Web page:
A fancy restaurant gave me food poisoning: am I entitled to compensation? Consumer rights attorney DEAN DUNHAM responds

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I got food poisoning when my wife and I went to dinner for my birthday at an expensive restaurant in London. I was really sick later that night – my wife not so much – and we think it was from a seafood platter we shared.

My wife paid by credit card. Can we get our money back? HV, by email.

The couple ate a seafood platter at a swanky central London spot – and one of them fell seriously ill.

The couple ate a seafood platter at a swanky central London spot – and one of them fell seriously ill.

Consumer rights lawyer Dean Dunham responds: Yes, you can get your money back. You may also be able to seek compensation, depending on the severity of the food poisoning and the effect it had on you.

The first step is to file a complaint directly with the restaurant, outlining all relevant details. Include the date you went to dinner, what name the reservation was under, what you ordered, and what you think gave you food poisoning.

You should also let the restaurant know when you started feeling unwell, what the symptoms were, and how long they lasted.

In your letter, explain that you have identified the cause of the food poisoning as the seafood platter and that this is a violation of the Consumer Rights Act, which states that services ( such as food preparation) must be carried out with reasonable care and skill.

This means that you are entitled to a remedy which, in this case, is a full refund. There is also a second law that helps you here, called The Consumer Protection Act 1987. Simply put, this law requires a food retailer to sell a product that is free from harmful bacteria, that is if you are able to prove that your food poisoning was caused by the restaurant then the law provides that they will be held responsible for your illness.

Additionally, this law does not require it to be proven that a staff member (usually the chef) was negligent, only that the cause of the food poisoning was due to unsafe food provided by the restaurant. This is called “strict liability”, and a trader does not want to be left on the receiving end of a claim with strict liability.

It is advisable to obtain a medical certificate detailing the symptoms to support your claim.

It is advisable to obtain a medical certificate detailing the symptoms to support your claim.

If you wish to claim compensation as well as reimbursement, it would be best to have proof of how you have been affected, such as a letter from your GP practice if you have seen a GP. Additionally, if you missed work because of this, or if it caused you any other inconvenience, you need to obtain evidence to prove it. You will then seek compensation for “pain and suffering” and any losses you have suffered as a result.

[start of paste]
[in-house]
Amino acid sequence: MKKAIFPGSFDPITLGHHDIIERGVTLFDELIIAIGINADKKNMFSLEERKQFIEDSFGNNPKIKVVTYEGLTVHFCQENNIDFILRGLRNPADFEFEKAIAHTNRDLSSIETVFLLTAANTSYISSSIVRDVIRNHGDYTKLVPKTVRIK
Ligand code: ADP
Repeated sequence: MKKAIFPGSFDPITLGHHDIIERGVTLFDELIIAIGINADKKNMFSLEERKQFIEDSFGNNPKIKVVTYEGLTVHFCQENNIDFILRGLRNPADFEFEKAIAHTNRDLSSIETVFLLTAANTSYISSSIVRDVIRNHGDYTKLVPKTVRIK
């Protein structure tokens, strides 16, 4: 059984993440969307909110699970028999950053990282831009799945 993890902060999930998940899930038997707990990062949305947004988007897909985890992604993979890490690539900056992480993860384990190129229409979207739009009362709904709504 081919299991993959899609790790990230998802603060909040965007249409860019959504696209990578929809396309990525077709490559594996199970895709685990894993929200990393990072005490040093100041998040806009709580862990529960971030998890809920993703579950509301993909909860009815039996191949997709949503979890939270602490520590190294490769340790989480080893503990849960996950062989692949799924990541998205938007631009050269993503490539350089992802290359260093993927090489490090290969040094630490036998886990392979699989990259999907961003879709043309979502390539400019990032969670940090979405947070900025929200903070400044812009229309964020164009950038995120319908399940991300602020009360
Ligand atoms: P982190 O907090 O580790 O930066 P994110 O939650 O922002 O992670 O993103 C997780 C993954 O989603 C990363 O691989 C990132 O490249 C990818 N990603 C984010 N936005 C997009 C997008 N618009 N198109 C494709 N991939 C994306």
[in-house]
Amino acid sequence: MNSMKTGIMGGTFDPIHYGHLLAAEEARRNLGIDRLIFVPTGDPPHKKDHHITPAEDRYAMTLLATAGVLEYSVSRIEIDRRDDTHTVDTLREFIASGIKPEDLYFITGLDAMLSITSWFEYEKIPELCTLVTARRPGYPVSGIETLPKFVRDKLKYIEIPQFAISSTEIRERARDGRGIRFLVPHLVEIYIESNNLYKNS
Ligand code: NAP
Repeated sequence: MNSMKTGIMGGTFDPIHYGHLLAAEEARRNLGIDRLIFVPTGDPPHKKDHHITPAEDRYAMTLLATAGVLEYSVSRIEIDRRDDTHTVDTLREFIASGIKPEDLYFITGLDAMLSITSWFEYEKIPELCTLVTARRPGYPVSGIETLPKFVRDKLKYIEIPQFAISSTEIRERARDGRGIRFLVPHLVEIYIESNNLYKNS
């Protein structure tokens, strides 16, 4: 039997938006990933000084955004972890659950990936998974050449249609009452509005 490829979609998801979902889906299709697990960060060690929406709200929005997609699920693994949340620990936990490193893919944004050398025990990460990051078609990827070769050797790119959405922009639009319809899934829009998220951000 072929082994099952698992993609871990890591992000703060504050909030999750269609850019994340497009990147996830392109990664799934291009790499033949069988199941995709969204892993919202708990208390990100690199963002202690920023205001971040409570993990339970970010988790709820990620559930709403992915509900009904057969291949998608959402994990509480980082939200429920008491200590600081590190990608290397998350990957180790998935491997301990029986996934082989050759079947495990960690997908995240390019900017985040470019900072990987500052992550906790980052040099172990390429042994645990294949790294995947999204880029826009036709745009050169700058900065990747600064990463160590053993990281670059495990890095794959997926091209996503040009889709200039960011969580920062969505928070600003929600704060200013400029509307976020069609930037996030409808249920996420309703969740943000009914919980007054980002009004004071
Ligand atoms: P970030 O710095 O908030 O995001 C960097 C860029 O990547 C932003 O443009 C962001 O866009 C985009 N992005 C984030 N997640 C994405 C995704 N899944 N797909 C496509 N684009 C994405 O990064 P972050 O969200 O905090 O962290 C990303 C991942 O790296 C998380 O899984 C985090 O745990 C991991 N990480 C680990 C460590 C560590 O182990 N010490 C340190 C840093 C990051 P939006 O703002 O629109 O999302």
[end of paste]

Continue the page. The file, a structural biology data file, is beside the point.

Usually, restaurants take these claims seriously, especially if you say you will consult a personal injury attorney if a satisfactory offer is not made. In this regard, if the restaurant initially only offers you a refund, be sure to indicate that you do not accept this as compensation, otherwise the restaurant may say that you have “settled” the affair.

Unless you suffer from a prolonged illness, compensation is unlikely to be significant.

You should also alert your local environmental health department, which will investigate whether the restaurant has violated the Food Safety Act of 1990.

I am the second owner of my “new car”

I bought a new car and when the logbook arrived I discovered I was the second owner. The dealer told me this is a brand new car, what can I do?

Leatherhead, Surrey, New Brunswick.

Consumer rights lawyer Dean Dunham responds: It appears that either the dealer has pre-registered the car in their own name, or the car has already been sold and the buyer has rejected it and returned it, perhaps under their “right of “short-term rejection” because there was a problem with it.

Regardless of the circumstances, as a potential buyer, you had the right to know all the facts and this “important” information should have been shared with you before you agreed to purchase the vehicle. One of the effects of having an additional owner on the car is that it can impact its future value.

Your next step is to complain in writing to the dealership about a breach of the Consumer Rights Act, which states that goods (including cars) must be ‘as described’.

The remedy here will be for the dealer to refund you a sum of money to reflect the decrease in the value of the vehicle (you can negotiate) or to repossess the car and give you a full refund.

The amount that the dealer deducts from the price of a car is generally linked to the miles driven by the consumer. So if the previous owner had driven ten miles, you wouldn’t expect to get any money cut. But if it was hundreds of miles you’d expect something in the region of £500. This must be considered on a case-by-case basis.

If the dealership refuses your claim and won’t tell you who the first owner was, complete and lodge a DVLA form V888. This is the form used to request information about a vehicle and its past and present registered keepers.

The Driver and Vehicle Licensing Agency (DVLA) will want you to have a good reason for making the application, and will say that you are mounting legal action against a car dealer. Armed with this information, you can file a Section 75 claim if you paid for all or part with a credit card, citing that the dealership is in breach of contract.

You can also make a Section 75 claim if you paid via a fixed amount loan agreement, or you can make a claim in the County Court (in the small claims route, known as small claims court, if the car was purchased). for less than £10,000), or in full county court if the purchase price was more than that amount.

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